Narrative of William W. Brown, an American Slave

By William Wells Brown | Go to book overview

CHAPTER XII.

DURING the autumn of 1836, a slaveholder by the name of Bacon Tate, from the State of Tennessee, came to the north in search of fugitives from slavery. On his arrival at Buffalo he heard of two of the most valuable of the slaves that he was in pursuit of. They were residing in St. Catharine’s, in Upper Canada, some twenty-five miles from Buffalo. After hearing that they were in Canada, one would have supposed that Tate would have given up all hope of getting them. But not so. Bacon Tate was a man who had long been engaged in the slave-trade, and previous to that had been employed as a negro-driver. In these two situations he had gained the name of being the most complete “negro-breaker” in that part of Tennessee where he resided. He was as unfeeling and as devoid of principle as a man could possibly be. This made him the person, above all others, to be selected to be put on the track of the fugitive slave. He had not only been [Page 110]commissioned to catch Stanford and his wife, the two valuable slaves already alluded to, but he had the names of some twenty others.

Many slaves had made their escape from the vicinity of Nashville, and the slaveholders were anxious to have some caught, that they might make an example of them. And Tate, anxious to sustain his high reputation as a negro-catcher, left no stone unturned to carry out his nefarious objects.

Stanford and his little family were as happily situated as fugitives can be, who make their escape to Canada in the cold season of the year. Tate, on his arrival at Buffalo, took lodgings at the Eagle Tavern, the best house at that time in the city. And here he began to lay his plans to catch and carry back into slavery those men and women who had undergone so much to get their freedom. He soon became acquainted with a profligate colored woman, who was a servant in the hotel, and who was as unprincipled as himself. This woman was sent to St. Catharine’s, to spy out the situation of

-67-

Notes for this page

Add a new note
If you are trying to select text to create highlights or citations, remember that you must now click or tap on the first word, and then click or tap on the last word.
One moment ...
Default project is now your active project.
Project items
Notes
Cite this page

Cited page

Style
Citations are available only to our active members.
Buy instant access to cite pages or passages in MLA 8, MLA 7, APA and Chicago citation styles.

(Einhorn, 1992, p. 25)

(Einhorn 25)

(Einhorn 25)

1. Lois J. Einhorn, Abraham Lincoln, the Orator: Penetrating the Lincoln Legend (Westport, CT: Greenwood Press, 1992), 25, http://www.questia.com/read/27419298.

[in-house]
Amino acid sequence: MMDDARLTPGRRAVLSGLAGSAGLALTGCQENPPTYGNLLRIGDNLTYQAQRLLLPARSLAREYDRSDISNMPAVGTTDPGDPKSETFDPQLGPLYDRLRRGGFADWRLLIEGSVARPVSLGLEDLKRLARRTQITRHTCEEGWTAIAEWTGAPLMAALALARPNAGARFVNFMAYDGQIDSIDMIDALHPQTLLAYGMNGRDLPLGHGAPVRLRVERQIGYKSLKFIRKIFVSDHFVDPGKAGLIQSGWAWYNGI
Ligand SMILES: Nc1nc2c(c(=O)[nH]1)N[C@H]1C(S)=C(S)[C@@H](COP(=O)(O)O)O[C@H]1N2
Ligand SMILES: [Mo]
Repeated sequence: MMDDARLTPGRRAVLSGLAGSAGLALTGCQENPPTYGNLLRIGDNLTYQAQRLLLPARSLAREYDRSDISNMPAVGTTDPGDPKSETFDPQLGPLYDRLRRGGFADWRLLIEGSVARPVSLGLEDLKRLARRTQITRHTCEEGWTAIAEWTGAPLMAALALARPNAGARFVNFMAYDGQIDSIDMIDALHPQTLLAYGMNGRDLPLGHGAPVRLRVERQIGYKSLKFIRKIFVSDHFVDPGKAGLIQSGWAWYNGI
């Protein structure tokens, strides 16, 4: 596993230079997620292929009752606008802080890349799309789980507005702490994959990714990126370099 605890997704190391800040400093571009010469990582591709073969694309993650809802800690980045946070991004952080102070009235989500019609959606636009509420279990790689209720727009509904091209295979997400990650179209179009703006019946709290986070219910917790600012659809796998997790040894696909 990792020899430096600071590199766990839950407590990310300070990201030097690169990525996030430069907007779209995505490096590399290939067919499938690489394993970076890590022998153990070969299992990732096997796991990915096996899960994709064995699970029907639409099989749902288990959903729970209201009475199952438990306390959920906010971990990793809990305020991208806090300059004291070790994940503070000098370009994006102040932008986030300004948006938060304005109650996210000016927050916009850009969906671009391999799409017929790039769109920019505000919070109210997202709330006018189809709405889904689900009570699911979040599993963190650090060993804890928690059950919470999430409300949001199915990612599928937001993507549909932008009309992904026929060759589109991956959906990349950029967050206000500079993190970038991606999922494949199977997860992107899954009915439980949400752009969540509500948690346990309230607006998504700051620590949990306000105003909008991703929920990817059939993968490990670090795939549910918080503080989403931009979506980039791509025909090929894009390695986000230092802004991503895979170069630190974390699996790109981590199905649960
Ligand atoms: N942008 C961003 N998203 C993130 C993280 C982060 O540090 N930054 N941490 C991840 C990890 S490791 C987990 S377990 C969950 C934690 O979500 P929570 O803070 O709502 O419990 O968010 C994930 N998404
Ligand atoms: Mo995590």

Note: primary sources have slightly different requirements for citation. Please see these guidelines for more information.

Cited page

Bookmark this page
Narrative of William W. Brown, an American Slave
Table of contents

Table of contents

  • Title Page 1
  • About This Edition 3
  • Narrative of William W. Brown, an American Slave 6
  • Preface 8
  • Narrative 17
  • Chapter I 18
  • Chapter II 22
  • Chapter III 25
  • Chapter IV 30
  • Chapter V 33
  • Chapter VI 42
  • Chapter VII 44
  • Chapter VIII 48
  • Chapter IX 51
  • Chapter X 57
  • Chapter XI 60
  • Chapter XII 67
  • From the Liberty Bell of 1848 74
  • Flight of the Bondman 77
  • Freedom’s Star 79
  • Lament of the Fugitive Slave 80
  • Appendix 83
  • Testimonials 106
Settings

Settings

Typeface
Text size Smaller Larger Reset View mode
Search within

Search within this book

Look up

Look up a word

  • Dictionary
  • Thesaurus
Please submit a word or phrase above.
Print this page

Print this page

Why can't I print more than one page at a time?

Help
Full screen
Items saved from this book
  • Bookmarks
  • Highlights & Notes
  • Citations
/ 110

matching results for page

    Questia reader help

    How to highlight and cite specific passages

    1. Click or tap the first word you want to select.
    2. Click or tap the last word you want to select, and you’ll see everything in between get selected.
    3. You’ll then get a menu of options like creating a highlight or a citation from that passage of text.

    OK, got it!

    Cited passage

    Style
    Citations are available only to our active members.
    Buy instant access to cite pages or passages in MLA 8, MLA 7, APA and Chicago citation styles.

    "Portraying himself as an honest, ordinary person helped Lincoln identify with his audiences." (Einhorn, 1992, p. 25).

    "Portraying himself as an honest, ordinary person helped Lincoln identify with his audiences." (Einhorn 25)

    "Portraying himself as an honest, ordinary person helped Lincoln identify with his audiences." (Einhorn 25)

    "Portraying himself as an honest, ordinary person helped Lincoln identify with his audiences."1

    1. Lois J. Einhorn, Abraham Lincoln, the Orator: Penetrating the Lincoln Legend (Westport, CT: Greenwood Press, 1992), 25, http://www.questia.com/read/27419298.

    Cited passage

    Thanks for trying Questia!

    Please continue trying out our research tools, but please note, full functionality is available only to our active members.

    Your work will be lost once you leave this Web page.

    Buy instant access to save your work.

    Already a member? Log in now.

    Search by... Author
    Show... All Results Primary Sources Peer-reviewed

    Oops!

    An unknown error has occurred. Please click the button below to reload the page. If the problem persists, please try again in a little while.